Body Language and Self-Esteem

Body Language and Self-Esteem

There are two main ways we communicate with other people; verbally and non-verbally. While most people know how to use their verbal communication to effectively communicate with others, sometimes the non-verbal needs a little bit more tweaking. Using these simple tips, you can easily use body language to improve your self-esteem.

Power Poses

According to Amy Joy Cuddy from the TED Talk “Your Body Language Shapes Who You Are,” body language can affect not only your mood, but even what hormones your body releases. It can also change how other people perceive you. Think about how wild animals show power and dominance; they do whatever they can to make themselves look bigger.

So if you have a situation coming up where you want to feel more self-confident, such as before a job interview, or before an important meeting, take a couple minutes to stand in a “power pose.” This can be done by standing up straight, pushing your shoulders back, widening your stance, holding your head up high, and placing your hands on your hips.



It sounds simple, but smiling can really go a long way. As explained in the book, “Peak Performance,” Charles Garfield noticed while coaching the Russian Olympic Weight-Lifting team, that they would grimace when reaching the point of exhaustion. In fact, most people have this automatic response. However, he found that when encouraging the athletes to smile when reaching this point, they were able to add 2-3 repetitions while training. So even when the going is tough, and you feel worn down, try smiling.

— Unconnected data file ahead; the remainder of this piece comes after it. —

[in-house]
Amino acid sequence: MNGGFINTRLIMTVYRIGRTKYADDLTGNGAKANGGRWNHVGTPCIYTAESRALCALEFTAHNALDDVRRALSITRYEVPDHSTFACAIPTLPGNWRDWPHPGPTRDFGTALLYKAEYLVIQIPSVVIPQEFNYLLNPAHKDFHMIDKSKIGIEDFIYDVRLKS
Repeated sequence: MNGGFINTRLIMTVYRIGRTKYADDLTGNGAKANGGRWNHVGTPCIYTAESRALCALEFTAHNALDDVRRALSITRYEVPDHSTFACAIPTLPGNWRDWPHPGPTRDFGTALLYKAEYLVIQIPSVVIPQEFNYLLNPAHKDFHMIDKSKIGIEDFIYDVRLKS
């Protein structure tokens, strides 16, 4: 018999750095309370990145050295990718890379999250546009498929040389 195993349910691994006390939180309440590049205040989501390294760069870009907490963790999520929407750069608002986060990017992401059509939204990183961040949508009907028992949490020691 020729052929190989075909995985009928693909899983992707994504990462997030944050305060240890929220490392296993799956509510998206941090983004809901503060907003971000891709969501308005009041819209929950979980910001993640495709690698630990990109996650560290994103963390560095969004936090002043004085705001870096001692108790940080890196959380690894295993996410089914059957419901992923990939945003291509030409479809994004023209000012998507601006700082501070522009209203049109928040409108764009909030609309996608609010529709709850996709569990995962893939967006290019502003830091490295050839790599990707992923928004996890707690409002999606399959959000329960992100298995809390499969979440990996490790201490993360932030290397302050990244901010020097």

Sit up Straight

When feeling low, sad or scared, most people tend to slouch over and make themselves look smaller; the exact opposite of a power pose. From an evolutionary standpoint, this would be helpful if there were a predator nearby; they would be less noticeable if they could make themselves less visible. Unfortunately, even if you’re feeling okay, an act as simple as slouching can actually induce feelings of sadness and low energy.

Make eye contact

Making eye contact with others can make you appear more assertive and confident. It also allows you to better interpret other people’s non-verbal communication. It helps you to interpret a fake smile from a real smile and creates attraction in both yourself and the other person you’re interacting with. When there’s more attraction, whether friendly or romantic, it can help make communication flow more smoothly.


So the next time you’re feeling a little low, just remember to sit up straight, put a smile on your face, and make eye contact with others. Chances are not only will your communication improve, but you’ll also feel better about yourself.

Nicole Paulie is a Counselling Psychologist, and co-author of “How to be Happy and Healthy – The seven natural elements of mental health.” She provides therapy in the Dublin city area. Contact us to learn more or to book an appointment.

Body Language and Self-Esteem: Using body language to your advantage

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